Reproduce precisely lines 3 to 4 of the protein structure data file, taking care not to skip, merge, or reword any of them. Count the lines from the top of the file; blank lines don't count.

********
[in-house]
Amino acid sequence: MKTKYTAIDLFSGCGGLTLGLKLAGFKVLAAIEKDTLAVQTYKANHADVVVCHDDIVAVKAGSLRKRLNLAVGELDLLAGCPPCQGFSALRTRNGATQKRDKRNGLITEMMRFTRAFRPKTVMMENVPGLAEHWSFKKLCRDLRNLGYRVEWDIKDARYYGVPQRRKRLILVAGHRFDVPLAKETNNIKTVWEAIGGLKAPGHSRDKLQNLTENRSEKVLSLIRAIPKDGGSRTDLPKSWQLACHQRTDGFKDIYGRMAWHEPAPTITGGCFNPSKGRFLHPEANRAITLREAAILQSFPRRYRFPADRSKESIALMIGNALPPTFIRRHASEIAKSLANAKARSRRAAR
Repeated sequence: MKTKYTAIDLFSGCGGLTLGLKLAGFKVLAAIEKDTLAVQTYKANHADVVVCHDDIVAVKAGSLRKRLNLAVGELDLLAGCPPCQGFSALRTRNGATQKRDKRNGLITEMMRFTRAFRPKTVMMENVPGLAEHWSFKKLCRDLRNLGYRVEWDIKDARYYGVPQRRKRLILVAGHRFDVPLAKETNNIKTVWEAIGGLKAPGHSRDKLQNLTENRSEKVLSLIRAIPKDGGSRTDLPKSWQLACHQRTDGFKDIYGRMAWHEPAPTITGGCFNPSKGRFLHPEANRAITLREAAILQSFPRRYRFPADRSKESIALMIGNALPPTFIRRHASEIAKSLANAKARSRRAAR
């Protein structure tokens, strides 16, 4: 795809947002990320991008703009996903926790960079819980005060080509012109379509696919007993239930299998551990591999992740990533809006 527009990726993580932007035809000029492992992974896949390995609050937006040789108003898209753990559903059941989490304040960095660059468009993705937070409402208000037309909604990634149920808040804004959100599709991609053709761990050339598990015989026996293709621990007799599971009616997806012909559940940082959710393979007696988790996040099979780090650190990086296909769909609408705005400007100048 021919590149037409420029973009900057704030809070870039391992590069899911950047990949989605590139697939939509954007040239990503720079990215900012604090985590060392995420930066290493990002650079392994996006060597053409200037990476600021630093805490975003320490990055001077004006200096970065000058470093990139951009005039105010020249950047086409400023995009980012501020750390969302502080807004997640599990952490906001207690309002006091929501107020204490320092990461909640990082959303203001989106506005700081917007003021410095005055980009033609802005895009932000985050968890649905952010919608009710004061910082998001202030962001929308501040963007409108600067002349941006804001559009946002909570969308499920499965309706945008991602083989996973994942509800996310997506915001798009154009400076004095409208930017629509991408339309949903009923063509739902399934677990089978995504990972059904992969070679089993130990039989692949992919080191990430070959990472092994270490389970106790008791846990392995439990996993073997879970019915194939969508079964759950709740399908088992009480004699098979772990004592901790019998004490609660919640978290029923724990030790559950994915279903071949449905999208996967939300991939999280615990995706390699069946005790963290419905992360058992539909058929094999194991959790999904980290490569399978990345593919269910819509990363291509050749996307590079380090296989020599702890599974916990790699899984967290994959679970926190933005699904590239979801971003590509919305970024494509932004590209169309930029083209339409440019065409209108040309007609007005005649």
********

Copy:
Repeated sequence: MKTKYTAIDLFSGCGGLTLGLKLAGFKVLAAIEKDTLAVQTYKANHADVVVCHDDIVAVKAGSLRKRLNLAVGELDLLAGCPPCQGFSALRTRNGATQKRDKRNGLITEMMRFTRAFRPKTVMMENVPGLAEHWSFKKLCRDLRNLGYRVEWDIKDARYYGVPQRRKRLILVAGHRFDVPLAKETNNIKTVWEAIGGLKAPGHSRDKLQNLTENRSEKVLSLIRAIPKDGGSRTDLPKSWQLACHQRTDGFKDIYGRMAWHEPAPTITGGCFNPSKGRFLHPEANRAITLREAAILQSFPRRYRFPADRSKESIALMIGNALPPTFIRRHASEIAKSLANAKARSRRAAR
């Protein structure tokens, strides 16, 4: 795809947002990320991008703009996903926790960079819980005060080509012109379509696919007993239930299998551990591999992740990533809006 527009990726993580932007035809000029492992992974896949390995609050937006040789108003898209753990559903059941989490304040960095660059468009993705937070409402208000037309909604990634149920808040804004959100599709991609053709761990050339598990015989026996293709621990007799599971009616997806012909559940940082959710393979007696988790996040099979780090650190990086296909769909609408705005400007100048 021919590149037409420029973009900057704030809070870039391992590069899911950047990949989605590139697939939509954007040239990503720079990215900012604090985590060392995420930066290493990002650079392994996006060597053409200037990476600021630093805490975003320490990055001077004006200096970065000058470093990139951009005039105010020249950047086409400023995009980012501020750390969302502080807004997640599990952490906001207690309002006091929501107020204490320092990461909640990082959303203001989106506005700081917007003021410095005055980009033609802005895009932000985050968890649905952010919608009710004061910082998001202030962001929308501040963007409108600067002349941006804001559009946002909570969308499920499965309706945008991602083989996973994942509800996310997506915001798009154009400076004095409208930017629509991408339309949903009923063509739902399934677990089978995504990972059904992969070679089993130990039989692949992919080191990430070959990472092994270490389970106790008791846990392995439990996993073997879970019915194939969508079964759950709740399908088992009480004699098979772990004592901790019998004490609660919640978290029923724990030790559950994915279903071949449905999208996967939300991939999280615990995706390699069946005790963290419905992360058992539909058929094999194991959790999904980290490569399978990345593919269910819509990363291509050749996307590079380090296989020599702890599974916990790699899984967290994959679970926190933005699904590239979801971003590509919305970024494509932004590209169309930029083209339409440019065409209108040309007609007005005649």